“Breast is best” is a slogan often heard in obstetric clinics and maternity wards in hospitals. It’s a way to encourage moms to breastfeed, as the nutritional value of breast milk is superior to any manufactured formula. But “breast is best” does not take into account the often difficult and challenging circumstances between wanting to breastfeed and not being able to for a variety of reasons.
Nonetheless, the societal emphasis on breast milk can create a stigma and cause shame for some mothers. Parents who rely on baby formula are now facing another challenge in the midst of a national baby formula shortage. Stores have, for months, not been able to keep shelves stocked with enough supply, while manufacturers have reported their production is at full capacity. For so many families, this shortage is a crisis threatening the health of their babies.
While the White House says the US Food and Drug Administration (FDA) is working around the clock to address the baby formula shortage, the US Department of Health and Human Services has launched a website to help parents find formula. “You can find this at HHS.gov/formula,” said White House press secretary Jen Psaki. “This work is far from over, and in the days ahead, you’ll hear about the actions we’re taking to increase safe infant formula.”
Amid this shortage, we are reminded again how delicate our supply chains are. As The Nation reported in 2020, there’s a monopoly on baby formula in the US, with Abbott Laboratories, Reckitt Benckiser and NestlĂ© controlling around 95% of the market.
When even one company is unable to keep up with their demand, the supply falls drastically, which is what happened in this case. Three brands of powdered formula made by Abbott were recalled by the FDA in February due to a risk of bacterial infections.
Weeks later in early April, the out-of-stock rate was more than 30%. Now, it’s 40%. Parents are driving far and wide to get their hands-on formula, and a number of major retailers are limiting the amount of baby formula available for purchase.

After the birth of my first child, I was adamant about breastfeeding. It certainly came with its struggles — from not producing enough breast milk initially to latching issues, sore nipples and clogged ducts. At just a couple of weeks old, my son wasn’t gaining weight, so his pediatrician suggested I may need to supplement with formula. This was hard for me to hear, so the pediatrician suggested I come back in two days to reevaluate; if he didn’t gain weight — or worse, if he lost weight — we would need the help of formula.

I spent those two grueling nights before my son’s follow-up appointment breastfeeding him as much as possible to my own physical, emotional and mental detriment. I often caught less than four hours of sleep, and during those sleepless nights, the slogan “breast is best” played in mind on repeat. During the follow-up appointment, and the moment of truth, my son had gained about 2 ounces, enough for the doctor to say I could stick with breast milk, which I continued to do for another 17 months.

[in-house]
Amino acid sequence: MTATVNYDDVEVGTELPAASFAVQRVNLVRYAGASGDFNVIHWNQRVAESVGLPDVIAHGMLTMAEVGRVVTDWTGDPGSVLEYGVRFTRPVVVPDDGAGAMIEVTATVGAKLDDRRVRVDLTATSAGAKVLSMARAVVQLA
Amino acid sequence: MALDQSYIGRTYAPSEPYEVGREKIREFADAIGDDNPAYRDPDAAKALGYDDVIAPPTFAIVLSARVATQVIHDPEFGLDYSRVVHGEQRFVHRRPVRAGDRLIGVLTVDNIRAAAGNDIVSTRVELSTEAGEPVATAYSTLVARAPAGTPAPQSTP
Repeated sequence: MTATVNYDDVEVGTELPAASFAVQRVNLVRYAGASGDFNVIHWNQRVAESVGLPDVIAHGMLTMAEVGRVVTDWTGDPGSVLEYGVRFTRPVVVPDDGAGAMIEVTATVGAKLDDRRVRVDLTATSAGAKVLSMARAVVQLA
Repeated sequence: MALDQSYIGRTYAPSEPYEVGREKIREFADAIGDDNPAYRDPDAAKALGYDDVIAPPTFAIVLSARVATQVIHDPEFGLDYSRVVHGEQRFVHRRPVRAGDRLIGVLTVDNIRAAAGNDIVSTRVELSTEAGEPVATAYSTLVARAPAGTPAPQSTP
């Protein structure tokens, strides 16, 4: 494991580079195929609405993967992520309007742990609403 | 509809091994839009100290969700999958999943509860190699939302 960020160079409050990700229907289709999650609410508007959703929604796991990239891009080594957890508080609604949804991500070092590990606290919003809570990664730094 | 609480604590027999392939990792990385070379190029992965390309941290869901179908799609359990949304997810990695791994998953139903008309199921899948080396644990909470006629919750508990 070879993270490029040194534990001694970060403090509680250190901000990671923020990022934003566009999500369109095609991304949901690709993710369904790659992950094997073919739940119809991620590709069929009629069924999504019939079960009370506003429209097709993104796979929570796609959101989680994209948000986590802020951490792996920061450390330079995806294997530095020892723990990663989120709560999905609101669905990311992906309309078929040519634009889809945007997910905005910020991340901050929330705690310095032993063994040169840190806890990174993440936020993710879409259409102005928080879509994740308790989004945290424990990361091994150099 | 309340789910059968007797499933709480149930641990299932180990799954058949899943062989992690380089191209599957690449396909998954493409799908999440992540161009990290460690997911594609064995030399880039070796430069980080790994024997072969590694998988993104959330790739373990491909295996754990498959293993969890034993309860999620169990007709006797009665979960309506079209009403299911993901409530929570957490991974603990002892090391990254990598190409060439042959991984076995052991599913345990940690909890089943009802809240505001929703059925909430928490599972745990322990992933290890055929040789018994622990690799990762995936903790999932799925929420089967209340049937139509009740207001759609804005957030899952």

Syra Madad pumping milk while on a work call in 2016.

When I had my second child, I also breastfed, but due to a busy work schedule and barely finding time to pump milk, I supplemented with formula. I would be lying if I said I didn’t feel a bit ashamed at the time. As a health care professional, it was ingrained in me to promote breast milk.

My sister, Syma, also tried to give breast milk to each of her three boys after birth but struggled every time. She had to remind me it’s not just about the baby but what benefits both of mother and child.

My third child — my pandemic baby — was a whole different experience. Two weeks after giving birth in mid-January 2020, I went back to work to help my health care system in New York City prepare for a possible surge of Covid-19 cases. And, as we all know, a massive surge ensued just a few weeks after. I didn’t have time to breastfeed but pumped breast milk for over a year on the train, in empty offices, in public restrooms and in my car. I was tempted to give formula but was motivated to pass on antibodies in my breast milk to my daughter. By fall, I contemplated whether to switch to formula.

Again, hearing news of a Covid-19 vaccine on the horizon, I decided to continue pumping so once I was vaccinated, I could potentially pass my antibodies to her. At the time, there was no data on antibodies from the vaccine being passed to babies through breast milk (we now know this to be true), but given my background in infectious diseases, I knew it was a possibility. And any protection she could get, be it passive immunity, was worth the trouble for me.

Nonetheless, it would have been perfectly reasonable for me to rely on formula to feed her, and I encourage mothers to make the decision that is best for them. Breastfeeding does not happen in a vacuum and mothers should consider emotional, mental and physical well-being along with feasibility.

As if the threat of a fresh wave of Covid-19 infections later this year wasn’t enough, parents are now forced to scramble and hunt down baby formula to feed their little ones. The rationing of personal protective equipment by health care workers in 2020 brought about the slogan “Get me PPE.” Now, perhaps the slogan for parents will be “Get me baby formula.”
While parents may be desperate for short-term solutions, here’s a reminder of the dos and don’ts: It is not safe to water down formula in an effort to stretch out supply, make your own formula or purchase non-FDA approved products for baby consumption. It is important, however, to talk to your pediatrician regarding feeding options.

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